where my father is a bo-aire. I guess yours must be a
flaith from the colors of your clothes. My
 is a bo-aire, too, and we came to the fair this morning
in our chariot and I drove all the way from near
Kinkora where we live. What is your name?"
"Ferdiad O'Neill," answered Ferdiad; but seeing Conn
look bewildered, "O'Neill," he explained, "means my
father's name is Neill; you know 'O' stands for son
"Yes," said Conn in surprise, "but why do you have
"Well," replied Ferdiad, "my father says that the high
king, Brian Boru, wants people to start having two
names instead of just one. You see, if each family
settles on a second name that they can add to their
first, then you can tell better who folks are and who
are their kin. My father, who is a flaith as you
guessed, don't want to put anything after his own name
for everyone in the kingdom of Meath, where my home is,
knows him as Neill. But he says I may as well begin
with the two names. I
 suppose everybody will have family names afterwhile."
"I suppose so," said Conn, who had been listening with
interest. "I hadn't heard about it before, but if you
can start a family name by adding 'O' to your
father's, then I would be Conn O'Keefe!" and he laughed
at the odd new fashion. "But," he went on, "who is your
"He is Angus the poet," answered Ferdiad with a touch
of pride. "We live beyond Kells on the Blackwater, and
we all came to the fair yesterday. We rowed down the
river in our curragh."
Now do not suppose that these two boys were orphans
because they talked about their foster-fathers. Far
from it! In fact, most Celtic boys, and many girls
too, were extra well supplied with parents; for they
usually had not only their own real fathers and mothers
but also the foster-fathers and mothers with
 whom they lived from the time they were seven, or even
younger, until they were seventeen. This custom of
putting children to be trained in the home of some one
else seems strange to us, but the Celtic people of
those days thought it the best way to bring them up.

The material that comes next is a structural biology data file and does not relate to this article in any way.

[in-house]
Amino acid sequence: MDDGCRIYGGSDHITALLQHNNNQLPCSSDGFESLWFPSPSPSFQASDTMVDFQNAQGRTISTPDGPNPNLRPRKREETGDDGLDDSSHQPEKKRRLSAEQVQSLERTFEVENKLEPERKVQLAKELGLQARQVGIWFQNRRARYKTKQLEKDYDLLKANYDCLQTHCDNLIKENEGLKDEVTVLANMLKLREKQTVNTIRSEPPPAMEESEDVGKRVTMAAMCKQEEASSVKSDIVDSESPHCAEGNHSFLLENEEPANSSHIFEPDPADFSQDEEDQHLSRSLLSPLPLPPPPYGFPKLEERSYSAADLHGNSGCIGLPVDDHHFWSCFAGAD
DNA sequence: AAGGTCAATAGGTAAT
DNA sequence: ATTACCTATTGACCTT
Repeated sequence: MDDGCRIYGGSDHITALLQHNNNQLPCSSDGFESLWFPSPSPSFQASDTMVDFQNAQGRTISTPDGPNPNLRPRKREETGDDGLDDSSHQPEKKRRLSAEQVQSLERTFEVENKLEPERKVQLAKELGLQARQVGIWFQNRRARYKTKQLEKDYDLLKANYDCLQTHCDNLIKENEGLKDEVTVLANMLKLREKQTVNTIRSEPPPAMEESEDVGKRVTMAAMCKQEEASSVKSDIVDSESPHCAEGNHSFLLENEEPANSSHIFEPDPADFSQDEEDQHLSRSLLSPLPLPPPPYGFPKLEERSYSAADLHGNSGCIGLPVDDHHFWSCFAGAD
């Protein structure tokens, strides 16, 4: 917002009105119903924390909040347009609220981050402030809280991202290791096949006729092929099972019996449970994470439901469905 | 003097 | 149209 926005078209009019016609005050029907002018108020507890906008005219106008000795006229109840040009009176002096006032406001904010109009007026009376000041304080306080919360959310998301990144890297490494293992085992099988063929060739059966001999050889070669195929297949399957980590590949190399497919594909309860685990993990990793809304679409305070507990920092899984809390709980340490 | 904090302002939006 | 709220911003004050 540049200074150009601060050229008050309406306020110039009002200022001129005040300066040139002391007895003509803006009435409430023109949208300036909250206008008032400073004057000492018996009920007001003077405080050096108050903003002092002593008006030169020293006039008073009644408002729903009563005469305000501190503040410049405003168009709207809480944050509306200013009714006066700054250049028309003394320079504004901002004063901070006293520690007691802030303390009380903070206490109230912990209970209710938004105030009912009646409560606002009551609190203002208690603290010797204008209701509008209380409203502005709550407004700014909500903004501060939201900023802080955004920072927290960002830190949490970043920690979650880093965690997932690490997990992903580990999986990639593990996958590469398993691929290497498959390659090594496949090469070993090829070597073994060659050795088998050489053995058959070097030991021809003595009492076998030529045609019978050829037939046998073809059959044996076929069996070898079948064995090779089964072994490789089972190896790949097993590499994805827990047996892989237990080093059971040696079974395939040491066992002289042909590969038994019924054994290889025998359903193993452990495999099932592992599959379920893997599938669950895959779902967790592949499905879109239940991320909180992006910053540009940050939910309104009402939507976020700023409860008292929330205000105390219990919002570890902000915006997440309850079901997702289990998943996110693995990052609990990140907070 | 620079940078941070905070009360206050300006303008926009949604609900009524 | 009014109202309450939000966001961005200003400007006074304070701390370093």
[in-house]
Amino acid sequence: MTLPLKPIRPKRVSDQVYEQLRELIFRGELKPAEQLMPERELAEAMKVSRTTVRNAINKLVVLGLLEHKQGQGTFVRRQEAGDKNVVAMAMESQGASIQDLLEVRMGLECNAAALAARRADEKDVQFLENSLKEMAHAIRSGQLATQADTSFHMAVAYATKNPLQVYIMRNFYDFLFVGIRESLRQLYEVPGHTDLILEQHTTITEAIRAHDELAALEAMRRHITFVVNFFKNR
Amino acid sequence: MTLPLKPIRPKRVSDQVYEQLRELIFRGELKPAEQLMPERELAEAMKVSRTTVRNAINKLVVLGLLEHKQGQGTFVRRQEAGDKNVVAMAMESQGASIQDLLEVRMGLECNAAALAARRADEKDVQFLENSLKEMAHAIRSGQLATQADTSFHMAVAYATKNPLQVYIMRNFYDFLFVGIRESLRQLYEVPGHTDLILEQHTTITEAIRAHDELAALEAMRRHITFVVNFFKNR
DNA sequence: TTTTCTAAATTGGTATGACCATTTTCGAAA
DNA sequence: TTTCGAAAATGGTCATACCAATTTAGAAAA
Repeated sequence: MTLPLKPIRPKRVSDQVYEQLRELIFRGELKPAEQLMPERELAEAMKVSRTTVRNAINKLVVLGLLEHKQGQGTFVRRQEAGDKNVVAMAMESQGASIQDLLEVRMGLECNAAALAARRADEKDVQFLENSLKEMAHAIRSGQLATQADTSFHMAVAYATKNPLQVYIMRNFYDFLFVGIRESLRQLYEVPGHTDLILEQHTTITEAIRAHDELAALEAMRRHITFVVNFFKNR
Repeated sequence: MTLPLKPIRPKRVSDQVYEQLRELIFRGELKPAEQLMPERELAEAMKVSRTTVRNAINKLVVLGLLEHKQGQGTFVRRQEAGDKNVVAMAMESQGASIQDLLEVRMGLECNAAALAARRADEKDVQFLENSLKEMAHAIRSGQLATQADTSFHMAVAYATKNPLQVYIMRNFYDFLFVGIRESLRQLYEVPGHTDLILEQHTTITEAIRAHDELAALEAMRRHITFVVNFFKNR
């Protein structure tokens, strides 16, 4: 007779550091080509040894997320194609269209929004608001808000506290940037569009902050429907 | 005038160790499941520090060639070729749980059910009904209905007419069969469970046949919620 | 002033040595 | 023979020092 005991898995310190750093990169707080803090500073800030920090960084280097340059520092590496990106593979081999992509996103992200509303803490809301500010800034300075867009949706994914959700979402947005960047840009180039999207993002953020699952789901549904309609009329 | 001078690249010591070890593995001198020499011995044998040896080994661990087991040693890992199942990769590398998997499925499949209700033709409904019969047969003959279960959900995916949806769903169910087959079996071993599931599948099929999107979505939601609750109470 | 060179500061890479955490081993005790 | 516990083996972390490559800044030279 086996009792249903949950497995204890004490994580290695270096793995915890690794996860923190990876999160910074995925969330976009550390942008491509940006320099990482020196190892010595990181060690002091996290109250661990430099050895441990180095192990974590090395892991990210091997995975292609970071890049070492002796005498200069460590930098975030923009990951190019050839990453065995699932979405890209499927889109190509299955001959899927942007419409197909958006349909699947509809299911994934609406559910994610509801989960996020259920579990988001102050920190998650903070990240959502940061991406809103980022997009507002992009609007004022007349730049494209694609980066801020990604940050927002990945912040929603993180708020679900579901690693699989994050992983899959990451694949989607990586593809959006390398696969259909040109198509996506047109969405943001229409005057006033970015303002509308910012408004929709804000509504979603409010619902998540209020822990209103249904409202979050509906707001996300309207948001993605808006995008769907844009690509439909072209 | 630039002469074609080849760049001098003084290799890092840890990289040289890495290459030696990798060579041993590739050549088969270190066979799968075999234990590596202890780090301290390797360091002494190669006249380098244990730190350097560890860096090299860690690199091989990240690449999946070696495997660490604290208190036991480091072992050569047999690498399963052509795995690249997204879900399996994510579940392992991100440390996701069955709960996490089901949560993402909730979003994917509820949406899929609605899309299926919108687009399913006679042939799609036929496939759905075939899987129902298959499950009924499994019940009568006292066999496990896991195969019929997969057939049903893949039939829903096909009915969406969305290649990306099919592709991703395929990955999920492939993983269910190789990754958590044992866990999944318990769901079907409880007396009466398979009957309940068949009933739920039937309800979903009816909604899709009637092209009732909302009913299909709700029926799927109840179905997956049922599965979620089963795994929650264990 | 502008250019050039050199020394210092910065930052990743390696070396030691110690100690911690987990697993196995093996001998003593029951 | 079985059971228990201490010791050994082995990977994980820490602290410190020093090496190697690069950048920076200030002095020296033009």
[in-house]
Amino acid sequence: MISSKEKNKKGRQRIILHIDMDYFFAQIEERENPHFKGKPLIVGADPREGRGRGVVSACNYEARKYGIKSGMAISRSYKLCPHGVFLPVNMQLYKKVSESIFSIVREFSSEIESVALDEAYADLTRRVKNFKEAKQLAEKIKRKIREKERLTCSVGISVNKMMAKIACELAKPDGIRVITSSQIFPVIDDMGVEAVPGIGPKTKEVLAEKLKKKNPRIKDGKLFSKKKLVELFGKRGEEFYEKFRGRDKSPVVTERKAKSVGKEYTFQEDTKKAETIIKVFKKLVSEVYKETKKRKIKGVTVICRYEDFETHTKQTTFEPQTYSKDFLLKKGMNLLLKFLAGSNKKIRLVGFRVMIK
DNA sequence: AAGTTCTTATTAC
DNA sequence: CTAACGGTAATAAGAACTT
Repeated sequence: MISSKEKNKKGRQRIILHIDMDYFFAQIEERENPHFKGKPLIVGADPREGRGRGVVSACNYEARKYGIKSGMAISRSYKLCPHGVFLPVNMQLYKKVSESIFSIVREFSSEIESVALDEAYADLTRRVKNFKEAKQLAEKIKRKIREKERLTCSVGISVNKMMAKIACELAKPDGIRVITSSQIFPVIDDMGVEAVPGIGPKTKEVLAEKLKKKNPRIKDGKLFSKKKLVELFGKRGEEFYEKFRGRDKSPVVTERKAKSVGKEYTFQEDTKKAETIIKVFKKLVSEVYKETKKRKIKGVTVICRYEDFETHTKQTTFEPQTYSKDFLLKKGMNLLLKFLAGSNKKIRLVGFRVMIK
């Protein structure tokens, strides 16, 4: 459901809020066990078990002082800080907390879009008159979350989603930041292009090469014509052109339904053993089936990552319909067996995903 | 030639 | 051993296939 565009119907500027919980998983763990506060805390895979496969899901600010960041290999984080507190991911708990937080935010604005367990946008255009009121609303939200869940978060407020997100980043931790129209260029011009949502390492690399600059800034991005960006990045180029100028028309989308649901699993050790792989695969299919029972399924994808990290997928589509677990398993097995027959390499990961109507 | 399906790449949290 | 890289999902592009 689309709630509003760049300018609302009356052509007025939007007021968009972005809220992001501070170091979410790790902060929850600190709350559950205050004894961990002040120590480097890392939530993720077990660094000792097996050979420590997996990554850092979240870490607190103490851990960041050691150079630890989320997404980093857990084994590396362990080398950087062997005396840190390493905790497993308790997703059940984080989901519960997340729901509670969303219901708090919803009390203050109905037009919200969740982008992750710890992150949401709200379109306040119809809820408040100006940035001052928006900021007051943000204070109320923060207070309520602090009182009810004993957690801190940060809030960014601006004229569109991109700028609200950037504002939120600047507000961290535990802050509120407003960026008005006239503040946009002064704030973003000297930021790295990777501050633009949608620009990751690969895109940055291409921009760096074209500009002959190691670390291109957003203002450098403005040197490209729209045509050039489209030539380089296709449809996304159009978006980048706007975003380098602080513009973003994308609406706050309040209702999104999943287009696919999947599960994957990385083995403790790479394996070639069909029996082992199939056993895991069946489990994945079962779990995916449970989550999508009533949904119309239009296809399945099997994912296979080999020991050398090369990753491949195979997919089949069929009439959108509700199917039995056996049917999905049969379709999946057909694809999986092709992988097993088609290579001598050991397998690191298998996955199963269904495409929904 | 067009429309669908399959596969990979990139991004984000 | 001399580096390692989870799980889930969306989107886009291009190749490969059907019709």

Sometimes their foster-parents were close friends of
their own fathers and mothers and took the children for
the sake of the affection they felt for one another;
and sometimes people placed their children with some
one they thought specially fitted to train them, and
then they paid a certain sum of money for it, or, more
likely, a number of cows.
For the Celtic people then had no large cities and few
towns even, but lived mostly in the country and the
more cows they had the better off they considered
themselves. They were divided into tribes or clans
with chiefs of different degrees of rank. A bo-aire,
as was Conn's father, though a respectable chief,
 owned no land but was obliged to rent it of some higher
chief, or flaith, such as Ferdiad's father; but a
bo-aire always had plenty of cattle of his own. So
probably Conn's foster-father received enough fat cows
to pay for the support of the boy.
Indeed, the Celtic laws decided just what must be paid
for feeding and clothing foster children, and decided
also, according to their rank, what they should eat and
wear; and every one paid a great deal of attention to
the laws. It was because of these that Conn had barley
porridge with a lump of salty butter on it for
breakfast while Ferdiad ate oatmeal with saltless
butter which was considered finer; if either had been a
king's son he would have had honey on his porridge.
And because of these same laws Conn and Ferdiad at once
knew each other's rank; for sons of flaiths might wear
red, green and brown clothes, while the colors for boys
of bo-aires were yellow, black and gray.
 But while we have been talking about them, the boys
have not been standing still. They had decided at once
to be friends, and "My foster-father said I was to go
around and find what I wanted to look at," said Conn,
"but I think it would be more fun seeing the fair
"So do I!" answered Ferdiad. "Let's look around and
see what's going on."